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Results of the 2012 MCAF Japanese Tsunami Monitoring Program

Results of the 2012 MCAF Japanese Tsunami Monitoring Program

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Published by juneautek

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Published by: juneautek on Jul 14, 2012
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07/10/2013

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Page
1
of 
14
 
Results
 
of 
 
the
 
2012
 
MCAF
 
Japanese
 
Tsunami
 
Monitoring
 
Program
 
Marine
 
Conservation
 
Alliance
 
Foundation
 
2
 
Marine
 
Way,
 
Suite
 
227
 
Juneau,
 
Alaska
 
99801
 
&
 
4005
 
20th
 
Avenue
 
W
 
Ste
 
115
 
Seattle,
 
WA
 
98199
 
June
 
26,
 
2012
 
(version
 
2)
 
Funded
 
by
 
the
 
National
 
Oceanic
 
and
 
Atmospheric
 
Administration
 
 
Page
2
of 
14
 
Table of Contents
Introduction ..................................................................................................................................... 3
 
Establishing the Monitoring Program ............................................................................................. 5
 
Results ............................................................................................................................................. 7
 
Craig ............................................................................................................................................ 7
 
Sitka ............................................................................................................................................ 8
 
Yakutat ........................................................................................................................................ 9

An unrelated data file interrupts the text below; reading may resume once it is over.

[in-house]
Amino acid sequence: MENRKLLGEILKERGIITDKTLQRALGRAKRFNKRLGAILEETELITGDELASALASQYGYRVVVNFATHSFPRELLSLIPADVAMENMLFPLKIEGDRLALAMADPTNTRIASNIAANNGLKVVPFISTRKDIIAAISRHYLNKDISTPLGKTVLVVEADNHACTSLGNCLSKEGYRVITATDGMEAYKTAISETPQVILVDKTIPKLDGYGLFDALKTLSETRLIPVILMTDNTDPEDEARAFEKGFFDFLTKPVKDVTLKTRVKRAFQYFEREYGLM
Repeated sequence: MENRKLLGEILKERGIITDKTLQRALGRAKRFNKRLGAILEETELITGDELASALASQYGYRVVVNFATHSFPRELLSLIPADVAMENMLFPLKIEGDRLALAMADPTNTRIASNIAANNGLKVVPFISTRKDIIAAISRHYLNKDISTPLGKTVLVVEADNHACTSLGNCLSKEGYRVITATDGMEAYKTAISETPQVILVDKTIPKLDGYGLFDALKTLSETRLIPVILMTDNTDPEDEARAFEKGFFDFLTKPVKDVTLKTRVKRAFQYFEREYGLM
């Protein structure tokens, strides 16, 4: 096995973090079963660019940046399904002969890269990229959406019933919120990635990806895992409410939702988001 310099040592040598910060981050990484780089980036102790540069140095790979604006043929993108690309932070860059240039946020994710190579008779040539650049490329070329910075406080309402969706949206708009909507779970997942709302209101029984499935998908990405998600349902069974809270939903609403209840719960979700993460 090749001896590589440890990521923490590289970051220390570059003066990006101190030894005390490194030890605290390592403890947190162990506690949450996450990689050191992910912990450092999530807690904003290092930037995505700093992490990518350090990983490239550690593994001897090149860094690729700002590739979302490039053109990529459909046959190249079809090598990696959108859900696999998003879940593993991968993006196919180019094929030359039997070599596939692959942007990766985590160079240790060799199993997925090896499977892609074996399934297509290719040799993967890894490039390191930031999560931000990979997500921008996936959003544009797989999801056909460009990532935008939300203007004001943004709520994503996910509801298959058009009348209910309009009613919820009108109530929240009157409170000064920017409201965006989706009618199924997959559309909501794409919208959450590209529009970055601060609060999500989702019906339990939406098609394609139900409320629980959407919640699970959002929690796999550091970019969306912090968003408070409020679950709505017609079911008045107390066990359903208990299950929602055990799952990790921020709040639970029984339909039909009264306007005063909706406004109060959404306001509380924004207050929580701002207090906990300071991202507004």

Kodiak ....................................................................................................................................... 10
 
Radiation ....................................................................................................................................... 12
 
Discussion ..................................................................................................................................... 13
 
 Figure 1. Basketball found in Craig was returned to Kesen middle school in Japan.
 
Page
3
of 
14
 
Introduction
On March 11, 2011 a powerful 9.0 magnitude earthquake occurred 81 miles off the coast of Japan. A large tsunami, with wave heights up to 33 ft., washed over three prefectures (Iwate,Miyagi and Fukushima) inundating approximately 459 sq mi. The tsunami created more than 20million tons of debris of which 5 million tons was estimated to have been washed into the ocean.The Japanese Ministry of the Environment has estimated that 70% of this amount sank, leaving1.5 million tons (or 3 billion pounds) adrift in the ocean. The debris fields were so dense thatthey were able to be tracked by satellite photos until April 14, 2011. At that time, agenciesturned to modeling exercises to estimate when and where the debris may go.The general patterns of the current in the North Pacific are well known. The debris entered intoan eastward moving current where the north and south moving currents of the North Equatorialand Subarctic gyres meet off the coast of Japan (Figure 2). The current is estimated to move atapproximately six miles per day. Modeling exercises based on these current speeds projectedthat the debris would make landfall on the west coast of North America in the spring of 2013.However, debris identified as possibly being generated by the tsunami made landfall on the westcoast in December 2011, eight months after the tsunami. Soon after, other sightings of debris possibly generated by the tsunami were reported in Washington State and the Province of BritishColumbia. Dr. Curtis Ebbesmeyer, publisher of Beachcombers’ Alert, noted that this could beexpected from debris that has a high “windage” factor 
1
.
 Figure 2. Ocean currents of the North Pacific.
1
Windage is defined as the sum effect of the wind on the movement of an object in water. Ahigh windage factor results from a large sail area and low drag, such as a piece of Styrofoam or a buoy with no lines attached. A small windage factor results with a low sail area and a high drag,such as a piece of wood.

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